The proceeds of these sales were placed in a bank account in Gluskin's name. The employee record holders received an amount sufficient to pay the taxes assessed against them on the sale. Gluskin kept a portion of the money himself, and the rest of the proceeds were turned over to Mastercraft.
At trial Gluskin asserted that the employees were at all times the beneficial owners of the stock and that the sales were exempted from the Securities Act's requirement of registration. Nevertheless, in connection with these transactions Gluskin and Dayon were indicted in January, 1971 (71 Cr. 57). Subsequently, Gluskin pleaded guilty to an information, and before Judge Frankel on December 23, 1971, the following colloquy transpired:
The Court: In other words, the new company was taking this money and then using it for its corporate purposes, and would it be fair to say that the naming of these receiving and shipping people was a fake?
The Defendant: Yes
. . .
The Court: It wasn't really their stock?
The Defendant: That's right.
In addition, Dayon pleaded guilty to Count One of the indictment.
At the time of the taking of his plea on October 1, 1971, he stated: "I knew that by giving stock to these nominees that I was doing wrong."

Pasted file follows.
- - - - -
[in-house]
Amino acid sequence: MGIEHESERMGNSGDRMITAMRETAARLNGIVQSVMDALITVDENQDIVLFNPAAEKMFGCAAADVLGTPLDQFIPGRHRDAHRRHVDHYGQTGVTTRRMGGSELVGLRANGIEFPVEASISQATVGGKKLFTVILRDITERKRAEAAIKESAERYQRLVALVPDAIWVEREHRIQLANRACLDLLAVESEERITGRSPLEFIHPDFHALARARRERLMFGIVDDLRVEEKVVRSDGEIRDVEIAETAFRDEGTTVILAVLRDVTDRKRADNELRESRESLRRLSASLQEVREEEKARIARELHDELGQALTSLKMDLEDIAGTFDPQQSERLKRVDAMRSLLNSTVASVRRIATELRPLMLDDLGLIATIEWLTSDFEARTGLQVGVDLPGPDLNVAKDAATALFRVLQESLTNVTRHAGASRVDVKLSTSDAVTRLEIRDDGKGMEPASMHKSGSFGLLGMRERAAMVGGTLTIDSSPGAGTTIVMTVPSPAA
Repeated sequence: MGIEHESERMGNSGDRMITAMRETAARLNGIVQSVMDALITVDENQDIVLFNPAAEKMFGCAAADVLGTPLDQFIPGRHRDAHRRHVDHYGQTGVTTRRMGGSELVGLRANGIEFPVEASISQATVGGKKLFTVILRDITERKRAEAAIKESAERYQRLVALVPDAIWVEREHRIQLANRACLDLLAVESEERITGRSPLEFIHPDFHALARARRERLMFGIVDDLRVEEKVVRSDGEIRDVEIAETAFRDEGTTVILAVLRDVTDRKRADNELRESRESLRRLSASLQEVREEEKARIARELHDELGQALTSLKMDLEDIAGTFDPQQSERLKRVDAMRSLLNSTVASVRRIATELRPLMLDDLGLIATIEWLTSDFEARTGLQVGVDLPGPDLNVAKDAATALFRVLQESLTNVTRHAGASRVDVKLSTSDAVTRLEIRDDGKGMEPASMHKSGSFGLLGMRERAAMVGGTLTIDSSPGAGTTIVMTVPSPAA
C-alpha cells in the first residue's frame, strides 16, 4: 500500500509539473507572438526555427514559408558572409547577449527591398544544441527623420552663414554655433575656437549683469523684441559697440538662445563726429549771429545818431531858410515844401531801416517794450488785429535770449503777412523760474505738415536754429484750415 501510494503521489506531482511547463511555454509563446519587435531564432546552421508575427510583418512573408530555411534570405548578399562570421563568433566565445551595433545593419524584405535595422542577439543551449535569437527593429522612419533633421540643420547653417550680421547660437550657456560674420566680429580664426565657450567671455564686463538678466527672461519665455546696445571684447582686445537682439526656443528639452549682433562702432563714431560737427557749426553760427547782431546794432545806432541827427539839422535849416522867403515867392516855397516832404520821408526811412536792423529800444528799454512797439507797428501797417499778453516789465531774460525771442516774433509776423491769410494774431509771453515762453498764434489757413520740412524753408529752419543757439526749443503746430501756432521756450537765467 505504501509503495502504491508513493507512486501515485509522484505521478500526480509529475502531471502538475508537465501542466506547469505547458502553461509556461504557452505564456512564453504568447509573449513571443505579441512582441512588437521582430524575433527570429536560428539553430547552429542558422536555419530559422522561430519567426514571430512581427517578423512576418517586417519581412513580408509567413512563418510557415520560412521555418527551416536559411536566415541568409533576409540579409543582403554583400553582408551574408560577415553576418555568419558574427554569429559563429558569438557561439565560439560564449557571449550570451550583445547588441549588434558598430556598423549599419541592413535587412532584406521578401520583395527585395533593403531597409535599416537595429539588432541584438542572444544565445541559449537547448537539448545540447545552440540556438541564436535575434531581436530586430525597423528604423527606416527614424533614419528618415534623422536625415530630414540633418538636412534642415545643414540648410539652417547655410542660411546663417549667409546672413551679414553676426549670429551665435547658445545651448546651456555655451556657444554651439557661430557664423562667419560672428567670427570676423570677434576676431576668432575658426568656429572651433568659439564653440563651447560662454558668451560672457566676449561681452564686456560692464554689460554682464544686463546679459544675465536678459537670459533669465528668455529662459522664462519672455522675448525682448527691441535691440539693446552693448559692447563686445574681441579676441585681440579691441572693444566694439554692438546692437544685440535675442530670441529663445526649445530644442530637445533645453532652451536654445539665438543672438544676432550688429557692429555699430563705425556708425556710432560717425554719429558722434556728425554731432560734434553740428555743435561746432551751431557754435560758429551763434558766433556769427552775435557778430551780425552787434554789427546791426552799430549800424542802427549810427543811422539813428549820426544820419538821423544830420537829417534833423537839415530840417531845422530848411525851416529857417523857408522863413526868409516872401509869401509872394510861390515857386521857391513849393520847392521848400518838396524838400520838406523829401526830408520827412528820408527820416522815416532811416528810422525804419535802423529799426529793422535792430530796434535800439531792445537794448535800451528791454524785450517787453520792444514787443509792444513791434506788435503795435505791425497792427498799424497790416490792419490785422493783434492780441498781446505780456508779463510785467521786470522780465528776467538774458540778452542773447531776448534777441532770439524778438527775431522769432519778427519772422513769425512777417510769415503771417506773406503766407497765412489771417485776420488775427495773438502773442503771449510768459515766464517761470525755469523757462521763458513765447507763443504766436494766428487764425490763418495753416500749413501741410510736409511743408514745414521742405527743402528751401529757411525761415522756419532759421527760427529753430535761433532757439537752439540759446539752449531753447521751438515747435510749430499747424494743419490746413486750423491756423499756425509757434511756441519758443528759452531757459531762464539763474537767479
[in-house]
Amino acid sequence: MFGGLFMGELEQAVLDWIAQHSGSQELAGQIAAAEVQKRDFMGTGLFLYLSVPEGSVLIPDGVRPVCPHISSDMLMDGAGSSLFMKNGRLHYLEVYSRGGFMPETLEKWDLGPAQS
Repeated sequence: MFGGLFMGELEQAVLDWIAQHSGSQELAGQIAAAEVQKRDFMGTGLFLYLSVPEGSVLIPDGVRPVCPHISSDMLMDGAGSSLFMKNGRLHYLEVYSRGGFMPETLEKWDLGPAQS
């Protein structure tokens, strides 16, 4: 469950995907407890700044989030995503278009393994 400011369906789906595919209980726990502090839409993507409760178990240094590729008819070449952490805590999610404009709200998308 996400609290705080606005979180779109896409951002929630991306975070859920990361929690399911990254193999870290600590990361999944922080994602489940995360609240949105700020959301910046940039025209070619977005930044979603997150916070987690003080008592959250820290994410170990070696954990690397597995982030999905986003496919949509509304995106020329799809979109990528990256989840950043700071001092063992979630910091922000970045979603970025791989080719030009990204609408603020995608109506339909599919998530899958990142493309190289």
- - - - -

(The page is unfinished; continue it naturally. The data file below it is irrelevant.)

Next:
In order to facilitate the sale of the unregistered Mastercraft stock defendants prepared and sent a letter to shareholders ("the shareholder letter").
This letter was misleading and was sent for the express purpose of "making a market" for the stock. The misrepresentations and omissions in this letter were legion.
James Farnell, who signed the shareholder letter, was the president and sales manager of Mastercraft. He testified that the orders booked for the first quarter of 1968 as represented in the letter were grossly overstated. He indicated that the orders for January were added to those of February and the sum was listed as February's orders. The same procedure, adding the previous month's total to the orders for the current month, was used again in March. Thus, the first quarter total was inaccurate and misleading. Although Dayon contends that this "error" in calculation was attributable only to a mathematical mistake by Farnell, and that he was unaware of the miscalculation, the argument is not persuasive. It is inconceivable that Dayon, the chairman of the board of directors, did not know, or should not have known, of this error.